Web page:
Generally, nursing home planning and Medicaid planning is an aspect of the services provided by Elder Law Attorney. An elder law attorney is a lawyer who concentrates his or her practice in legal matters of the elderly. Elder law attorneys are skilled in addressing a wide range of needs of the elderly. They can assist with estate planning, locating programs to address the needs of the elderly and their families, and helping their clients obtain the care and help they need now and in the future. Among the issues an elder law attorney must be called upon to address are:
• Financial and health care planning for seniors
• Estate and tax planning
• Transfer of assets and asset preservation and protection
• Medicare and Medicaid planning
• Issues affecting older workers
• Hospital discharge and nursing homes admission issues
• Housing alternatives for seniors
• Surrogate decision making, including guardianships
Just because a lawyer states that they are an ‘Elder Law Attorney’ does not mean that they have the expertise to help you successfully through the system. Here are some questions to ask:
1. How long has the Lawyer practiced Medicaid eligibility law?
2. What percentage of the Lawyer’s practice is devoted to nursing home law?
3. Does the Lawyer lecture on the subject, and to whom?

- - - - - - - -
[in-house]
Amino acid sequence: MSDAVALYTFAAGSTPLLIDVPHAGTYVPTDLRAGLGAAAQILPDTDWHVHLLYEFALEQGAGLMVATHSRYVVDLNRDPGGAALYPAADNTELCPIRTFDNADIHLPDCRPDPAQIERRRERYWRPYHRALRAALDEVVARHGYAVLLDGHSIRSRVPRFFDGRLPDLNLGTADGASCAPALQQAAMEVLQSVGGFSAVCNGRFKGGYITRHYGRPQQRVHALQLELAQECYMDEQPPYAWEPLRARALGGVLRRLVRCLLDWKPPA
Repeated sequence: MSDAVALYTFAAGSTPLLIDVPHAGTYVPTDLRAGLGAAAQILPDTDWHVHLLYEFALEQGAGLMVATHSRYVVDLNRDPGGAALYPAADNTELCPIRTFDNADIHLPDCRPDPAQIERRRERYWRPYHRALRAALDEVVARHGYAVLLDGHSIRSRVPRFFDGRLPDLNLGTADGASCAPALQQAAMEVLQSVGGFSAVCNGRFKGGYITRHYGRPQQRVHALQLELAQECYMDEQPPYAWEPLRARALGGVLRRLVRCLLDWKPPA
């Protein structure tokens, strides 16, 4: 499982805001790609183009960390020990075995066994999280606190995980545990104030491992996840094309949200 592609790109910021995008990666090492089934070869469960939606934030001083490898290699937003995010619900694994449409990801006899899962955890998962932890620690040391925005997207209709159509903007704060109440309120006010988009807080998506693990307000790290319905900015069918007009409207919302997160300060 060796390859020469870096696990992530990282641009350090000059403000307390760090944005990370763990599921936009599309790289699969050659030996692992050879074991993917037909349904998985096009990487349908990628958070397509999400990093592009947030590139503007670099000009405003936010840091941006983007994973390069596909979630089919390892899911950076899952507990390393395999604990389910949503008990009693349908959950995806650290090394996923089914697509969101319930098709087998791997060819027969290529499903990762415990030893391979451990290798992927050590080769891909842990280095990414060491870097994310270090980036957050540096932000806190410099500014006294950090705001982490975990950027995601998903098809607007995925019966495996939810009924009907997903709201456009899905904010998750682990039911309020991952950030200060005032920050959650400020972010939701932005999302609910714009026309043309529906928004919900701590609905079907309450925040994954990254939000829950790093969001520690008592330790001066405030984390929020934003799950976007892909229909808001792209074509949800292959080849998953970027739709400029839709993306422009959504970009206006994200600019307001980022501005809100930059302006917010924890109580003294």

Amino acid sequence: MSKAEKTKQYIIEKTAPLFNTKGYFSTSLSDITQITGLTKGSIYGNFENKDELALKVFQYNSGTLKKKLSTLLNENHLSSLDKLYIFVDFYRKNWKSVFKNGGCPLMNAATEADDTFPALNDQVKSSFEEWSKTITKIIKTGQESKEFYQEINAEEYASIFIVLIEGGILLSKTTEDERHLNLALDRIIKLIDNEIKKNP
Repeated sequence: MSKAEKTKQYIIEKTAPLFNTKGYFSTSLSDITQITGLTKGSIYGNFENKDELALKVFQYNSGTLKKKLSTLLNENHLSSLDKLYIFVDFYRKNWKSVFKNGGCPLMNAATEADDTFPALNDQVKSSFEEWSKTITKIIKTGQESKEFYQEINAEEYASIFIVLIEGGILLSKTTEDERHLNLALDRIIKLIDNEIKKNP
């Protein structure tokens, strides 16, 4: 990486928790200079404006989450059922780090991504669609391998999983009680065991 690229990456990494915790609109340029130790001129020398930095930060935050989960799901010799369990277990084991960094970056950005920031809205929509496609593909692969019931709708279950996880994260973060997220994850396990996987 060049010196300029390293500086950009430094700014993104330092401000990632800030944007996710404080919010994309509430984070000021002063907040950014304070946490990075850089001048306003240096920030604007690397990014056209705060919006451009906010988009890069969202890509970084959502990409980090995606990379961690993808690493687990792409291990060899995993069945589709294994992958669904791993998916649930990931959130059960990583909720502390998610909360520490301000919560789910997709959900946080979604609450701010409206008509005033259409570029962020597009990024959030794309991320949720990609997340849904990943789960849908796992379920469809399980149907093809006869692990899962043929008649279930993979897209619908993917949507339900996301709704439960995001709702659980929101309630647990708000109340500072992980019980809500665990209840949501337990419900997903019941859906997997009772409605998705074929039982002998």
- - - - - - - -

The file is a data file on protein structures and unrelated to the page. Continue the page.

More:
4. Has the Lawyer published any written material that can be reviewed?
5. Is the Lawyer a member of any national Organizations devoted to the topic?
6. How much time has the lawyer spent in staying current in this area of the law?
7. Will the Lawyer customize a plan which takes into account your specific finances?
Think about each of these questions. You may have additional questions to ask. Because when you first meet with the Lawyer you need to be prepared. You may be asked to spend a lot of money and unfortunately this type of law requires a great deal of expertise and as such can get expensive. The decision on what Lawyer to hire should not be based upon cost alone, but rather the rapport that you can establish and how much ‘bang for the buck’ that you perceive.
About the author:
Louis Lepore is an attorney admitted to practice law in the states of New York, New Jersey and Florida. He has a B.S in accounting from St. Johns University, and an extensive graduate education, including an L.L.M. in taxation from Georgetown university. He has vast experience in tax matters, over ten years of experience working for the New York State Department of Taxation and Finance, and is a member of the National Academy of Elder Law Attorneys. Mr. Lepore uses his education and experience to help clients deal with taxation
issues in real estate, estate planning, and probate. He has dedicated his practice of law to providing quality legal representation and personal attention to all of his clients, whether he is drafting a simple will or handling a complex estate. He is a frequent lecturer on the topics of Estate Planning, Medicaid Planning and Trusts.
This Newsletter is strictly educational and is not intended to be legal advise.